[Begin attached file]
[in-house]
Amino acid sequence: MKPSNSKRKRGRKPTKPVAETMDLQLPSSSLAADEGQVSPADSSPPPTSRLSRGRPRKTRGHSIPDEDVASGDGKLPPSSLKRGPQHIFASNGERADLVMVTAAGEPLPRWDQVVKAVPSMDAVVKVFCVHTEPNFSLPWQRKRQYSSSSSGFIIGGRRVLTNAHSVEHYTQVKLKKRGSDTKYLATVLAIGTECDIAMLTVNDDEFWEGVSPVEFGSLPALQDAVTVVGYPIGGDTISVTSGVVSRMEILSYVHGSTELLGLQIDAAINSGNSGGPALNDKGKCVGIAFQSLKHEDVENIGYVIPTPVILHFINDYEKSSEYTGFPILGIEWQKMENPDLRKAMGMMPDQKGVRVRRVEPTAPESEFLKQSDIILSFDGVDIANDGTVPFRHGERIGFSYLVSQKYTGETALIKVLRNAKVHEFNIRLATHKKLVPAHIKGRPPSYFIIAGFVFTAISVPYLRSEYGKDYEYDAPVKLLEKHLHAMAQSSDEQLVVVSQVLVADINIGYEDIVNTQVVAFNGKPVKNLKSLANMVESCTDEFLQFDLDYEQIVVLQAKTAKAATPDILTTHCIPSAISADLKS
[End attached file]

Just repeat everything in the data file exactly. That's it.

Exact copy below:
[in-house]
Amino acid sequence: MKPSNSKRKRGRKPTKPVAETMDLQLPSSSLAADEGQVSPADSSPPPTSRLSRGRPRKTRGHSIPDEDVASGDGKLPPSSLKRGPQHIFASNGERADLVMVTAAGEPLPRWDQVVKAVPSMDAVVKVFCVHTEPNFSLPWQRKRQYSSSSSGFIIGGRRVLTNAHSVEHYTQVKLKKRGSDTKYLATVLAIGTECDIAMLTVNDDEFWEGVSPVEFGSLPALQDAVTVVGYPIGGDTISVTSGVVSRMEILSYVHGSTELLGLQIDAAINSGNSGGPALNDKGKCVGIAFQSLKHEDVENIGYVIPTPVILHFINDYEKSSEYTGFPILGIEWQKMENPDLRKAMGMMPDQKGVRVRRVEPTAPESEFLKQSDIILSFDGVDIANDGTVPFRHGERIGFSYLVSQKYTGETALIKVLRNAKVHEFNIRLATHKKLVPAHIKGRPPSYFIIAGFVFTAISVPYLRSEYGKDYEYDAPVKLLEKHLHAMAQSSDEQLVVVSQVLVADINIGYEDIVNTQVVAFNGKPVKNLKSLANMVESCTDEFLQFDLDYEQIVVLQAKTAKAATPDILTTHCIPSAISADLKS